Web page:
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'Let the computer choose?': the experience of participants in a randomised preference trial of medical versus surgical termination of pregnancy.

Authors
  • Lie, Mabel
  • May, Carl
  • Kelly, Teresa
  • Robson, Stephen
Type
Published Article
Journal
Sociology of health & illness
Publication Date
Jun 01, 2012
Volume
34
Issue
5
Pages
746–760
Identifiers
DOI: 10.1111/j.1467-9566.2011.01412.x
PMID: 22118291
Source
Medline
License
Unknown

Abstract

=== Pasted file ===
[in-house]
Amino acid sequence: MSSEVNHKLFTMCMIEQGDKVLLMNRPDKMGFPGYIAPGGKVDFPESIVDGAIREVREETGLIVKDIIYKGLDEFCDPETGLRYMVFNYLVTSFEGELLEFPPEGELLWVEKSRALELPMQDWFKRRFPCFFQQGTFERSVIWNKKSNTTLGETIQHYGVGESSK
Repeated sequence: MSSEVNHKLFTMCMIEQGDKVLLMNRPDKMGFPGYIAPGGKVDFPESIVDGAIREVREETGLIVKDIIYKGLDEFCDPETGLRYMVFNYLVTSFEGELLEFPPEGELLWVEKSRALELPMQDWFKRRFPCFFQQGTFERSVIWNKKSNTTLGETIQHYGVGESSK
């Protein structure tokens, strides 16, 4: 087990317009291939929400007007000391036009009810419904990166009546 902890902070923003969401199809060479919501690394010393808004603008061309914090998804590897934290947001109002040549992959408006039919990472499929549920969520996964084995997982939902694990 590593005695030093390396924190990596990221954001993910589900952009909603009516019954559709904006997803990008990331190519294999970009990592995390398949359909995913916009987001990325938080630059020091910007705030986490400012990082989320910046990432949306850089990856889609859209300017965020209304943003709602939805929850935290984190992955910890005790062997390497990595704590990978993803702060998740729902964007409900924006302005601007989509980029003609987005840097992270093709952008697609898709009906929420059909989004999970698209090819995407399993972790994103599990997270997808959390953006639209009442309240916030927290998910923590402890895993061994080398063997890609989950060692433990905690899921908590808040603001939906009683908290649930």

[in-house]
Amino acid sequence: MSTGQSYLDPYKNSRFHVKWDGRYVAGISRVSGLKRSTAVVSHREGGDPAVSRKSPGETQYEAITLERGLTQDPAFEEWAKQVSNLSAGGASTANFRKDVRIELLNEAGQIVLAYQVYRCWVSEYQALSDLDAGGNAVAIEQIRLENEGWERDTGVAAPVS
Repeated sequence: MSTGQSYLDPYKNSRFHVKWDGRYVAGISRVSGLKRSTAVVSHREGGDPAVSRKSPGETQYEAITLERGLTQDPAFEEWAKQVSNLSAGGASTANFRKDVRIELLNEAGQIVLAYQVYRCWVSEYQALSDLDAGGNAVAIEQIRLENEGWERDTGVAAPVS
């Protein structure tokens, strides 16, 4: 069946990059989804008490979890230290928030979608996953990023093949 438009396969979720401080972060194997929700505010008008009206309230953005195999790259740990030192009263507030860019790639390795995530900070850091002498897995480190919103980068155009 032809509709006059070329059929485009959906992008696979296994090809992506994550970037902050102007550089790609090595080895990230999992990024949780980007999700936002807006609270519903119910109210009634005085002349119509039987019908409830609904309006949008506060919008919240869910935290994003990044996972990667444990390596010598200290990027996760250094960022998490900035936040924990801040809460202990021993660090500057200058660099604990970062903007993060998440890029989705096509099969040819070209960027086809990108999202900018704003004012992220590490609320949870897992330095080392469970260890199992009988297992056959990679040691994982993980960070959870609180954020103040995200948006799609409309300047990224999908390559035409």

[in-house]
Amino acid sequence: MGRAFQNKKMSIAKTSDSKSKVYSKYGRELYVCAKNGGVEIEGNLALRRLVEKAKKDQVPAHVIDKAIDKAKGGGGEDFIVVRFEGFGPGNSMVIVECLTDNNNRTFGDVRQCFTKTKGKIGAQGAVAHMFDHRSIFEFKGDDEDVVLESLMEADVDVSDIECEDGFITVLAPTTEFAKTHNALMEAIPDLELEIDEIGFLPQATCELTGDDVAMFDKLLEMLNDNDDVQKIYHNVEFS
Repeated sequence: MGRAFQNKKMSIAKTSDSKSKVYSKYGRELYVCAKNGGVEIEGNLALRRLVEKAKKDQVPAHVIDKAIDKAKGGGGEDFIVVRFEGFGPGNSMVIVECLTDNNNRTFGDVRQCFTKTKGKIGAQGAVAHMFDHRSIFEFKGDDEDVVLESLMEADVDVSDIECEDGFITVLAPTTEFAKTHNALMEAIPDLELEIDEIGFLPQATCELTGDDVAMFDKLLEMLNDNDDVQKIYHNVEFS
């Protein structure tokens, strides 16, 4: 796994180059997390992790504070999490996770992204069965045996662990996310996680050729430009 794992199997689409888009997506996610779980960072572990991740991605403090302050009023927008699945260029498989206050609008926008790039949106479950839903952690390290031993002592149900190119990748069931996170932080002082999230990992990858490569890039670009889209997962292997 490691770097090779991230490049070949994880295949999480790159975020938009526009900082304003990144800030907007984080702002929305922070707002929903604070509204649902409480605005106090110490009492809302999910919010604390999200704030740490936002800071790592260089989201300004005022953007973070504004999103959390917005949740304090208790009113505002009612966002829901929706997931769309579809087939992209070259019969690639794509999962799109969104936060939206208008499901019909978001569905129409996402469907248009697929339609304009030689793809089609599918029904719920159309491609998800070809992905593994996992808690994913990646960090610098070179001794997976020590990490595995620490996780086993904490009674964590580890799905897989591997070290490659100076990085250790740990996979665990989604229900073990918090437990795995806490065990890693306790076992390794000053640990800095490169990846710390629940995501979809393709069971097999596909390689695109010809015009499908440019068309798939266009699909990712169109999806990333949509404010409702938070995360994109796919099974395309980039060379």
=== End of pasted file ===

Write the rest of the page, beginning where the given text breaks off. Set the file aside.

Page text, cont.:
The termination of pregnancy trial (Newcastle upon Tyne, UK), is the only randomised trial on termination of pregnancy methods incorporating a qualitative element that aimed to understand the experiences of women participating in the trial. Based on the results of this qualitative work, this article aims to provide insights into two strands of understanding; firstly, women's experience of participating in research about abortion and secondly, their experience of participating in a randomised preference trial. Semi-structured interviews were conducted of up to 90 minutes with 30 participants recruited at a single hospital site. A total of 20 women from the preference arm and 10 from the random arm were interviewed. The analysis and discussion of our findings use reflexive modernisation as a framework for understanding and interpreting some of the actions of social agents, that is, the participants and trial recruiters in the course of a clinical trial as an expert system. We found that the factors that shape women's experiences and decisions include trust in the expert system and reflexivity and agency on the part of both participants and trial recruiters.

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